Wellington, New South Wales

From Wikipedia, the free encyclopedia
Jump to: navigation, search
Wellington
New South Wales
WellingtonMainStreet.JPG
Main street
Population: 4,692
Postcode: 2820
Elevation: 305 m (1,001 ft)
Location:
  • 360 km (224 mi) WNW of Sydney
  • 49 km (30 mi) SE of Dubbo
  • 100 km (62 mi) N of Orange
  • 92 km (57 mi) W of Mudgee
LGA: Wellington Council
State District: Orange
Federal Division: Parkes
Mean Max Temp Mean Min Temp Annual Rainfall
24.3 °C
76 °F
9.4 °C
49 °F
614.5 mm
24.2 in

Wellington is a town in New South Wales. It is where the Macquarie and Bell Rivers join together. The town is the centre of the Wellington Shire Local Government Area. The town is 362kms from Sydney on the Great Western Highway and Mitchell Highway. The average summer temperatures are between 17.5º Celsius and 31.7º Celsius. In winter the temperatures are between 1.5º Celsius and 15º Celsius. In 2001 there were 4,672 people living in Wellington. There were 9,200 people living in the Wellington Shire.

History[change | edit source]

The area was originally lived in by the Wiradjuri people. Explorer John Oxley was the first Europen to discover the area in 1817. He named it "Wellington Valley" after Arthur Wellesley, 1st Duke of Wellington.

Wellington was settled in the 1823 by Lieutenant Percy Simpson in early 1823 as a convict settlement. Farmers started settling along the Macquarie Valley. The convict settlement closed in 1831. In 1832 a Christian mission was started in the settlement for the Aborigines. A village called Montefiores was started on the north side of the Macquarie River crossing. The village of Wellington was officially listed in 1846 and was made a town in 1879. Wellington Shire Council was started in 1947.

Wellington is the second oldest New South Wales settlement west of the Blue Mountains. A hotel that opened in 1842 is the oldest hotel west of the Blue Mountains. It was also the site of the last recorded duel fought in Australia in 1854. The railway from Sydney reached Wellington in 1880.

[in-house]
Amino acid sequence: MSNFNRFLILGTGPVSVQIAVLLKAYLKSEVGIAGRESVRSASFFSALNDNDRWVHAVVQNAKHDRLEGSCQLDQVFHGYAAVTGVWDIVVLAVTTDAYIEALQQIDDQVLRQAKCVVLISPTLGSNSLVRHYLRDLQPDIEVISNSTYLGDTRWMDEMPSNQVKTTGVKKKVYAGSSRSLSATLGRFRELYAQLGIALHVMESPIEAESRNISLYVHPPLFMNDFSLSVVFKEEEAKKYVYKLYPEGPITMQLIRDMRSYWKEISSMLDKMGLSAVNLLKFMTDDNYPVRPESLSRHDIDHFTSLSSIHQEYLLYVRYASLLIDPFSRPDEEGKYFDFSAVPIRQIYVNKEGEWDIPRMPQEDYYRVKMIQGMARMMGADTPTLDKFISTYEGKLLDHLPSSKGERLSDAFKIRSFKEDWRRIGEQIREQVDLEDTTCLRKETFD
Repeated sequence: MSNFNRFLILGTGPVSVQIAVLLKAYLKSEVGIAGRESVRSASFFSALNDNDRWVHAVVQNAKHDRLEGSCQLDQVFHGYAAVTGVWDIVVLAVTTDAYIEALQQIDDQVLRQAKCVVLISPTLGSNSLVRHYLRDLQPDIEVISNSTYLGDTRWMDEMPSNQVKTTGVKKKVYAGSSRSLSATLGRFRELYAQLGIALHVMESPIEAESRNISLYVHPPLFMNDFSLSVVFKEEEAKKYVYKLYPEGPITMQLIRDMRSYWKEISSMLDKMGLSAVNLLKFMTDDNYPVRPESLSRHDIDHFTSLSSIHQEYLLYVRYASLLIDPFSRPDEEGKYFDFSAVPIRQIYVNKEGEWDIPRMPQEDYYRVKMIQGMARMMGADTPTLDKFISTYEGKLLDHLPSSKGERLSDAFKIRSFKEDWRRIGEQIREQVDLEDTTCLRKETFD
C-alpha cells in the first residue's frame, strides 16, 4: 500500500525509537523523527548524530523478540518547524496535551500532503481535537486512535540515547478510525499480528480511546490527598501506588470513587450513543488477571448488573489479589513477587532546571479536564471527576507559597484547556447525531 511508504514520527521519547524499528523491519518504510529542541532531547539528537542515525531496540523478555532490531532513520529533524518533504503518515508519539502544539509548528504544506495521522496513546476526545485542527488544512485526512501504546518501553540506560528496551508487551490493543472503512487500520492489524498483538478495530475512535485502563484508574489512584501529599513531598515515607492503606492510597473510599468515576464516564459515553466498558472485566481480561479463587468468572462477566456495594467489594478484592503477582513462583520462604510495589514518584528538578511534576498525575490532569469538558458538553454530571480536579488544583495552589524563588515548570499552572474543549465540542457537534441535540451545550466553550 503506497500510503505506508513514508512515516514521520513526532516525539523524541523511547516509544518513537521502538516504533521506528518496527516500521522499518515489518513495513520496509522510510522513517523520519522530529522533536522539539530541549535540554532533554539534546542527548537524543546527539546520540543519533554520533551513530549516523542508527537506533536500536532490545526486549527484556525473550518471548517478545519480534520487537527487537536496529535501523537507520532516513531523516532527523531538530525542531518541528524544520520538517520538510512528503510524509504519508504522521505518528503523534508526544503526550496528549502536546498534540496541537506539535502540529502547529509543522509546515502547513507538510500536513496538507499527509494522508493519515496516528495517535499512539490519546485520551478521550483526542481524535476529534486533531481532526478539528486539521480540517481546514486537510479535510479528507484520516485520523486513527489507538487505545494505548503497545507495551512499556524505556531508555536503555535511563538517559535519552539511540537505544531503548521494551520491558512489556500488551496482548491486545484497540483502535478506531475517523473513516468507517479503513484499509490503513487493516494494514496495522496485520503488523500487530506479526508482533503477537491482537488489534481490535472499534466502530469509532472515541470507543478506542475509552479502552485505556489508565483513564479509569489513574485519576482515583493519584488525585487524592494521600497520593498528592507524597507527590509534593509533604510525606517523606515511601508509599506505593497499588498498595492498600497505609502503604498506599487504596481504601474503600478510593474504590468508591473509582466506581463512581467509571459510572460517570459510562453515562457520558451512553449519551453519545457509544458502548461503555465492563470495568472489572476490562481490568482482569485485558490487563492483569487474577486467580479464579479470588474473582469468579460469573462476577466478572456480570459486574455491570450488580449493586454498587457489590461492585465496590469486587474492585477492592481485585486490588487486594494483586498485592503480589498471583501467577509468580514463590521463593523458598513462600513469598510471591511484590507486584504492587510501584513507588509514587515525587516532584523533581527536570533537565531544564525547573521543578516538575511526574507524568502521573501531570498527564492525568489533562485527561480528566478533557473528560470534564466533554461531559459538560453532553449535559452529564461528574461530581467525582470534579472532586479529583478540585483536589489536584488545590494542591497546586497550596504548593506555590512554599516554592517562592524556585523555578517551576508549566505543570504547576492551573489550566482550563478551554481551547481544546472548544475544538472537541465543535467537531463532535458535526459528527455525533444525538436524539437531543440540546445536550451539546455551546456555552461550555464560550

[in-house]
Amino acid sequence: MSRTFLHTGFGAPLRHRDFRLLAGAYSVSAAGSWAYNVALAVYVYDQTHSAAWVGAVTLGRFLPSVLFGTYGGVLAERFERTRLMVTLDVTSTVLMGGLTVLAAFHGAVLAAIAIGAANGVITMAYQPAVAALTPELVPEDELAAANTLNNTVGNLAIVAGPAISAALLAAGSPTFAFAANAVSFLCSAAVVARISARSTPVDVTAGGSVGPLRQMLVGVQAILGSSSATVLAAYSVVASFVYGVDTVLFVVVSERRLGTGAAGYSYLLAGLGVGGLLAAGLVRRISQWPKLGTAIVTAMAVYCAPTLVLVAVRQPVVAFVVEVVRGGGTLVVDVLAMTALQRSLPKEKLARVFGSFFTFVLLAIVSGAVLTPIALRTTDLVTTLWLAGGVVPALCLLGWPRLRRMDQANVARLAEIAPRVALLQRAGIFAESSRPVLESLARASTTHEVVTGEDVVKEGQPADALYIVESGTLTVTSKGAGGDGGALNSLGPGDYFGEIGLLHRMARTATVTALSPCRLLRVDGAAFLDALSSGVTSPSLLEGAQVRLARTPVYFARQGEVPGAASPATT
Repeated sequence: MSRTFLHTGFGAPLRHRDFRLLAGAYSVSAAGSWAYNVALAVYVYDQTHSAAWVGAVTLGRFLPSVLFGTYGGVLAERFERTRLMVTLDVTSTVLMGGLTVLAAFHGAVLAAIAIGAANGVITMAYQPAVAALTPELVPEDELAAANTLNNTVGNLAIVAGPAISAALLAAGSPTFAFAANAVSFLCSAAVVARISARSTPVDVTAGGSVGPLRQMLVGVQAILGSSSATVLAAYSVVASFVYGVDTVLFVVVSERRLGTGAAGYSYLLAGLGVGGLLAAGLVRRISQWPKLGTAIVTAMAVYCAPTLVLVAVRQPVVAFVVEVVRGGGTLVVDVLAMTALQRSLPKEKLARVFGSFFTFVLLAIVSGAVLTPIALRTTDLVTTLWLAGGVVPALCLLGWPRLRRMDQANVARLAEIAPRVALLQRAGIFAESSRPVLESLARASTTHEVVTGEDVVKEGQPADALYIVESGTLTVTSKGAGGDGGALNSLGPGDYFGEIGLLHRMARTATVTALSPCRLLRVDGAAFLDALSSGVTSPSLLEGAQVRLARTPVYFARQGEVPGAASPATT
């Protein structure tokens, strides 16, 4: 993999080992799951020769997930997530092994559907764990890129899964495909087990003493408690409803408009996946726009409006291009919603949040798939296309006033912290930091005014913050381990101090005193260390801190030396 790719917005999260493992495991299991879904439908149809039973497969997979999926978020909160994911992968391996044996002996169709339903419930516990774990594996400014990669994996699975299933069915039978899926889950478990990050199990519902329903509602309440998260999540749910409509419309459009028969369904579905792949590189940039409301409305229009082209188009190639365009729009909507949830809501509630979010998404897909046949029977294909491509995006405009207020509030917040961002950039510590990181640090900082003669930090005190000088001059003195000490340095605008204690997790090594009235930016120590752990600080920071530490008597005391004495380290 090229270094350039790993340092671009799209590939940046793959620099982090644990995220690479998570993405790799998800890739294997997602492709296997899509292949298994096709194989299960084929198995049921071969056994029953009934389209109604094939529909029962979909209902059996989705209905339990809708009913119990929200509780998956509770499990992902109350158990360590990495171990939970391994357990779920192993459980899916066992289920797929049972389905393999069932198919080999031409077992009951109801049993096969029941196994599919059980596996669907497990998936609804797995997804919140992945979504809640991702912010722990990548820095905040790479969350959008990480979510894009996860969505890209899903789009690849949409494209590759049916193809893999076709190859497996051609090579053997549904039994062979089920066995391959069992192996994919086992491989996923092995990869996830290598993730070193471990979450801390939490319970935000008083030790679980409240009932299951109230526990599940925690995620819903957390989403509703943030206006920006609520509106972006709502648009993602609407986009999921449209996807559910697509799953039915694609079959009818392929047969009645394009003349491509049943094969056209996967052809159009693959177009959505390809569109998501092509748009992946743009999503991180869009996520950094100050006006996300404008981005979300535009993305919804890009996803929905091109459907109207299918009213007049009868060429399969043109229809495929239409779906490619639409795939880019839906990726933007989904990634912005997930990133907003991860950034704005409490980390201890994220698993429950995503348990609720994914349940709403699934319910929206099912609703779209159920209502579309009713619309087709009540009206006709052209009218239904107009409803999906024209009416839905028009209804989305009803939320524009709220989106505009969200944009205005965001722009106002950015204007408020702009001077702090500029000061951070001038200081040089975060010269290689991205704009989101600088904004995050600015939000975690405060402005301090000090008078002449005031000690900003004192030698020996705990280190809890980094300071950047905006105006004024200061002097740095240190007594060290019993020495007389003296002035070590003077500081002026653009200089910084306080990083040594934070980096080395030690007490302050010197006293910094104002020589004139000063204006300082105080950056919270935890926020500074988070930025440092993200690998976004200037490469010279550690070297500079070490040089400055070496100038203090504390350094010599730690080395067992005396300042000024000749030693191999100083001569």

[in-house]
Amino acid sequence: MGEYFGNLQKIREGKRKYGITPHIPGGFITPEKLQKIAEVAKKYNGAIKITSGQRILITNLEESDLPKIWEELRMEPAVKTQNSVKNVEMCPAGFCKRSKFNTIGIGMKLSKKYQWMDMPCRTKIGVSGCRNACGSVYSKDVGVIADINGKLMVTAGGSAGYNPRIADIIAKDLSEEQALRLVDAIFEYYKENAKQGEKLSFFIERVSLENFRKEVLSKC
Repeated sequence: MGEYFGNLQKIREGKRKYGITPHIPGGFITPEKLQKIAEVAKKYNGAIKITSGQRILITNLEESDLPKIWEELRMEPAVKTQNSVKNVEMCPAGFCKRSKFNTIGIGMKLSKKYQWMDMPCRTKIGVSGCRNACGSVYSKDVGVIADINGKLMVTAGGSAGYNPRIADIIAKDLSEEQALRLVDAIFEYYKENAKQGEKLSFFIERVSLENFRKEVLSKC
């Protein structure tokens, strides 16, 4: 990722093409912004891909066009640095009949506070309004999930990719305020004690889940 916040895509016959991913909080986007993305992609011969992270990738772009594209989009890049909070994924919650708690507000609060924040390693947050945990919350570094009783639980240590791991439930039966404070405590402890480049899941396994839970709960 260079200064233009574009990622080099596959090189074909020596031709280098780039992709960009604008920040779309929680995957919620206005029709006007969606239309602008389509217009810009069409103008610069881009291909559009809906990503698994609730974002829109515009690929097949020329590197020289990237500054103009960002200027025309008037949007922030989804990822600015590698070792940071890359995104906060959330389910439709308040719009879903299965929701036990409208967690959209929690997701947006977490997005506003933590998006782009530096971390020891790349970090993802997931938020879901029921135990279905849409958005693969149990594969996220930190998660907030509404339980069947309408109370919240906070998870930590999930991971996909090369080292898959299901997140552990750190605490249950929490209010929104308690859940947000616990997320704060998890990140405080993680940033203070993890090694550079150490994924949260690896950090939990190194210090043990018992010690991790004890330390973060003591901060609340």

Economy[change | edit source]

Wellington is the centre of rich farm land. Lucerne and vegetables are grown on land beside the river. Wheat, wool, fat lambs and beef cattle are grown nearby. The town acts as a business centre for the district. However, now Orange and Dubbo have become bigger business centres.

In September 2008, a gaol, the Wellington Correctional Centre was opened. A Probation and Parole Office was also opened in the centre of town. Wellington Council hopes this will increase the number of jobs and bring visitors to the town.

The local newspaper The Wellington Times, owned by Rural Press, is printed three times a week.[1].

Transport[change | edit source]

There is a daily train, the CountryLink XPT, which runs between Sydney and Dubbo.

The closest commercial airport is at Dubbo. There are regular daily flights from Sydney. There is a small airport ( Bondangora Airport) for private planes 12 km east of Wellington.

Nearby attractions[change | edit source]

Lake Burrendong, a man-made lake. is 30 km south of the town. Its holds three and a half times more water than Sydney Harbour. Its water is used for farming. It is also visited by people wanting to fish, sail and water ski. Burrendong Arboretum is a sanctuary for endangered Australian plants and covers 1.60 km².

The Wellington Caves are millions of years old. The main cave is Cathedral Cave with the massive Altar Rock.

The Wellington Boot, a country racing festival is held in every year in March and April. There is also a winery, the Bell River Wine Estate. The Nangara Gallery has a collection of Aboriginal objects.

Famous people from Wellington[change | edit source]

References[change | edit source]

Other websites[change | edit source]

Coordinates: 32°33′S 148°56′E / 32.55°S 148.933°E / -32.55; 148.933

References[change | edit source]